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Cheap full-suspension bikes – bargain or waste of money?


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Cheap full-suspension bikes – bargain or waste of money?

By Mountain Biking UK


The slight trail softening benefits of budget full-suspension bikes tend to be offset by high bike weights and component compromises (Steve Behr)


Cheap full-suspension bikes often look like the real deal, complete with shocks, forks and disc brakes. For a beginner bike buyer it’s hard to see why you shouldn’t have the technology of a £1,000 mountain bike for a fraction of the price.


Unfortunately many of these budget bikes are nothing more than copycat cosmetic exercises that aren’t actually fit for off-road use. That's why we normally advise buying a hardtail if you're in the market for a sub-£500 or sub-£1,000 mountain bike.


But is this advice still up to date? After all, there have been all kinds of technical advances over the past few years. We decided to round up a selection of full-bounce bikes ranging in price from £170 to £600 to see whether you really do get what you pay for.


The result was a bruising month of testing, and not just when our budget bikes gave up staying rubber side down. Even when we stayed on, the ‘suspension’ of several of them was enough to batter wrists, ankles and hands into an aching pulp even on relatively short rough rides.


These are the bikes we tested; look out for reviews on BikeRadar throughout the week:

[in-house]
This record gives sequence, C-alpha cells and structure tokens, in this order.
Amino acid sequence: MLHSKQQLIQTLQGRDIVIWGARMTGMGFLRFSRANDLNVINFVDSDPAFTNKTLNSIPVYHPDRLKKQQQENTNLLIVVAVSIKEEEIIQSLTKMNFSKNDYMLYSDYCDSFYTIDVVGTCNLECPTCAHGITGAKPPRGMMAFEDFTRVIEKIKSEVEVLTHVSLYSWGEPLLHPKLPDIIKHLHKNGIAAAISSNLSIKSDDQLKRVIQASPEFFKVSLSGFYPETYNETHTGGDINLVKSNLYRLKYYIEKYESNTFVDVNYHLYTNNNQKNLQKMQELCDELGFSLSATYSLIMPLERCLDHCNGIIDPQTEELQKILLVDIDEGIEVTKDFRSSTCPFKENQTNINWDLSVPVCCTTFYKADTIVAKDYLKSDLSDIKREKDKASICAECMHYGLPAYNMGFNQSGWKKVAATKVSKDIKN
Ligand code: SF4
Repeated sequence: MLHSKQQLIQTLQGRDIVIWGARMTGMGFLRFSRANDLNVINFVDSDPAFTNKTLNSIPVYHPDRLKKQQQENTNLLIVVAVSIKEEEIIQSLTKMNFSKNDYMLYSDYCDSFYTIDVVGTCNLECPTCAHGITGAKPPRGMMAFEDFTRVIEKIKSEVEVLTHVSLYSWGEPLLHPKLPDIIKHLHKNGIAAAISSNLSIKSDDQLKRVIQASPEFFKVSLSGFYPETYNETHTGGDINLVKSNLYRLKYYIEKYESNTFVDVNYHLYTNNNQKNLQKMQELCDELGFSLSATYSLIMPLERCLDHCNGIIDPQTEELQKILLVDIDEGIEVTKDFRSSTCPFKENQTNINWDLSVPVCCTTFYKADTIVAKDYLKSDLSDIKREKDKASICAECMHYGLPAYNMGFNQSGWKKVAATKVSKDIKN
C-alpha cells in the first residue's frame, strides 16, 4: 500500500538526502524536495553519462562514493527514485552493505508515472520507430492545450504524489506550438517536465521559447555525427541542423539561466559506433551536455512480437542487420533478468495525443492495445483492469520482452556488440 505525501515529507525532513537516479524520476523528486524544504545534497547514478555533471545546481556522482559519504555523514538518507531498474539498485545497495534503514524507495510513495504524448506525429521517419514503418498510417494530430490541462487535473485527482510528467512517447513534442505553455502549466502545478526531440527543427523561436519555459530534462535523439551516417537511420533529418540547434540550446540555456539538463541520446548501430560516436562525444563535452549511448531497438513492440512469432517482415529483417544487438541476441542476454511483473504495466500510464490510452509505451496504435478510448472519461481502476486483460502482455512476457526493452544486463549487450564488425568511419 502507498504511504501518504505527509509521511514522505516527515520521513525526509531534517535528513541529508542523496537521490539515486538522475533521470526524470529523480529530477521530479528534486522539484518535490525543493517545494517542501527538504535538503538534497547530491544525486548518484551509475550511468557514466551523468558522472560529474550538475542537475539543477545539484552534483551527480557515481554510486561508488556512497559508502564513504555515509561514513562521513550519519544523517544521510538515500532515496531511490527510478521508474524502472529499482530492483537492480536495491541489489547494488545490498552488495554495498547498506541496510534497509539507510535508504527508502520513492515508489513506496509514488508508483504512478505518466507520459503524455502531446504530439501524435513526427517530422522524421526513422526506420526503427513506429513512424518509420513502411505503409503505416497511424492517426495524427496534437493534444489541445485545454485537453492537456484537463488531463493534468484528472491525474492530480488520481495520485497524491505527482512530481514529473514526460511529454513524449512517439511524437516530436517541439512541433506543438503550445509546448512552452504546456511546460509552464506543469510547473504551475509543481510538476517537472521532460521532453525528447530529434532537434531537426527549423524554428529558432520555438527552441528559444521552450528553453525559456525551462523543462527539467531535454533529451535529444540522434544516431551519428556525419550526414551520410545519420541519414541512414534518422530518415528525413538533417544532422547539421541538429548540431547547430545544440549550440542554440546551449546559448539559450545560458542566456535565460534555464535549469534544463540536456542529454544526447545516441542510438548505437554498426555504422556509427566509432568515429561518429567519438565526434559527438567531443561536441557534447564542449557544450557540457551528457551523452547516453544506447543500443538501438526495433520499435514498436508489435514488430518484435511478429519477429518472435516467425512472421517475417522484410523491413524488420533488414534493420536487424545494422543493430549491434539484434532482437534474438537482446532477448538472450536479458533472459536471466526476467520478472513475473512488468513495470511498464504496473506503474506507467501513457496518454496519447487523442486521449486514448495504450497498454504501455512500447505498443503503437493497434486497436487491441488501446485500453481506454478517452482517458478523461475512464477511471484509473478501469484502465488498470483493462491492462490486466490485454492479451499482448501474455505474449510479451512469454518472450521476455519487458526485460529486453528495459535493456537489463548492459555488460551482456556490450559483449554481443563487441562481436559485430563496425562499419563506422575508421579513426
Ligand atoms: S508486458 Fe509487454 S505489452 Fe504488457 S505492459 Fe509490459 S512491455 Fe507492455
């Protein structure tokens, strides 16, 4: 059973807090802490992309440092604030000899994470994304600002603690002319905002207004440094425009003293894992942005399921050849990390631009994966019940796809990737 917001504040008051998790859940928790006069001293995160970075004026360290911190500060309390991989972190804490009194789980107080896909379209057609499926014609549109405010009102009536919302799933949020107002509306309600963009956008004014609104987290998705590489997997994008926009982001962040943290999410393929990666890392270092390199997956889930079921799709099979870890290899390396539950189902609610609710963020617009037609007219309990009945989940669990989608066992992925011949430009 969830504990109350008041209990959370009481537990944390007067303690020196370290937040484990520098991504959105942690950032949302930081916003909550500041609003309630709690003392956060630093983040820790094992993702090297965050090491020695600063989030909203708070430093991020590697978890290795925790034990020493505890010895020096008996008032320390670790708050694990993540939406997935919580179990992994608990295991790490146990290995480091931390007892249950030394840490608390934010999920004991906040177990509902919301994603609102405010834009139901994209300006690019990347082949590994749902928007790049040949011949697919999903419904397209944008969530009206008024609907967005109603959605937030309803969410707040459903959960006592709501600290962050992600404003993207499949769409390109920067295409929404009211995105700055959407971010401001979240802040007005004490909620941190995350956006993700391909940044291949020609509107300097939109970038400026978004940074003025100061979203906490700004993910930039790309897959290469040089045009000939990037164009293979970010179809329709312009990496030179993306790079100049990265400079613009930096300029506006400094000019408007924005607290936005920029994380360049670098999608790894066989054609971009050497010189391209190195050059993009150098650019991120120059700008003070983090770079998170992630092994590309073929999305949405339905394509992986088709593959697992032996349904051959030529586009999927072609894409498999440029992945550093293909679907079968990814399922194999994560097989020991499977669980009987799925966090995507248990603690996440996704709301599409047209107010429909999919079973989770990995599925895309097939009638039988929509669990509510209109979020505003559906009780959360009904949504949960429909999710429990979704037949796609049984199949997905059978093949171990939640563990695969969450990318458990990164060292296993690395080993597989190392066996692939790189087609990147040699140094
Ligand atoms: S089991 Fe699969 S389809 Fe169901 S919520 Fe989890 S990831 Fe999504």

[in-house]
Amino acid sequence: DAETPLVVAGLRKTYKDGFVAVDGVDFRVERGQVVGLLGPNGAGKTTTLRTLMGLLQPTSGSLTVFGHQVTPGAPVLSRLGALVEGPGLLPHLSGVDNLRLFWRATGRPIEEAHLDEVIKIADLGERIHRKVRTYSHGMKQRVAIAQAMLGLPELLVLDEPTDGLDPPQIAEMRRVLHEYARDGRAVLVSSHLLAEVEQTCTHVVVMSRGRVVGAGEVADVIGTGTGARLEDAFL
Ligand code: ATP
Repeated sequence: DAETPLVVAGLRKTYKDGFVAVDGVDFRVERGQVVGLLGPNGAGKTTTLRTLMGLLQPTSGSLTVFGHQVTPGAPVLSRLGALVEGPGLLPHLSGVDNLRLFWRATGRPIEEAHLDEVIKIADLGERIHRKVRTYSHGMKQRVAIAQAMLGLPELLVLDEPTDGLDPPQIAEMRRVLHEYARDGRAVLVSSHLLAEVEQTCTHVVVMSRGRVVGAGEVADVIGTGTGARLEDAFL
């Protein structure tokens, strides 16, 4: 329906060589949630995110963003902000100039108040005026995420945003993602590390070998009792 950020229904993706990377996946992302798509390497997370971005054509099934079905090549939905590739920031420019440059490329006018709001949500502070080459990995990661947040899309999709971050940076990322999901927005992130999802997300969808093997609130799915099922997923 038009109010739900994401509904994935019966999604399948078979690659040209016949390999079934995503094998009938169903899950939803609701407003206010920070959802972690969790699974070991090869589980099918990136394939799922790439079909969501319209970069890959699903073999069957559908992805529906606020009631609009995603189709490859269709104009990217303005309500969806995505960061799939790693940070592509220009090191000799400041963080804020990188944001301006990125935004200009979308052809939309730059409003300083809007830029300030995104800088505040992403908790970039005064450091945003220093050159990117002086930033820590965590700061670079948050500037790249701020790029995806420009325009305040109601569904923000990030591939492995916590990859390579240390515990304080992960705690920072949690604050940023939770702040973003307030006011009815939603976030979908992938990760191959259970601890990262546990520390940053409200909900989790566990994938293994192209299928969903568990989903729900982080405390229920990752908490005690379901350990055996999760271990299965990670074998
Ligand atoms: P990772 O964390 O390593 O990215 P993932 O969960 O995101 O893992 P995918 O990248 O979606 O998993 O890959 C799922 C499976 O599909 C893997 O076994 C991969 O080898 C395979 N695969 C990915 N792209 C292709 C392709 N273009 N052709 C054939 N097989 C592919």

Boss Hammerhead


•Price: £169.99

•Weight: 19.39kg (42.75lb)

•Verdict: "Vastly heavy catalogue of component failures. Only fit for a paper round, not proper off-road use"

•From: Argos

•Read the review



Muddy Fox Reflex


•Price: £199.99

•Weight: 14.38kg (31.7lb)

•Verdict: "Limited suspension movement and small sizing but a clatter-free budget bouncer that's light enough to enjoy"

•From: Universal Cycles


Apollo Paradox


•Price: £299.99

•Weight: 18.03kg (39.7lb)

•Verdict: "Creditably detailed chassis, but a deafening, self-destructing disaster off-road"

•From: Halfords



B'Twin Rockrider 6.3


•Price: £349.99

•Weight: 15.99kg (35.25lb)

•Verdict: "The fork, tyres and flexy frame limit rough terrain performance, but it's a bouncy bargain for gentler trails"

•From: Decathlon



Mongoose Salvo Sport


•Price: £599.99

•Weight: 16.1kg (35.49lb)

•Verdict: "Heavy, with fork and shock rebound issues, but still the most controlled, capable and enjoyable bike on test"

•From: Cycling Sports Group



Jamis Dakar XC Sport


•Price: £599.99

•Weight: 15.34kg (33.8lb)

•Verdict: "Potentially good frame and stop/go combo are undermined by the narrow cockpit and bad fork"

•From: Evans Cycles



Buying advice


If you've got your heart set on buying a full-suspension bike but have a limited budget, it's always a good idea to take it for a test ride. Here's what you should be watching out for:


•The suspension shouldn’t slam to a metal-on-metal clang, pogo endlessly after every bump or seize solid

•You should be able to pick the bike up or pedal it uphill without it busting your back

•It should steer and stop with some kind of authority and urgency

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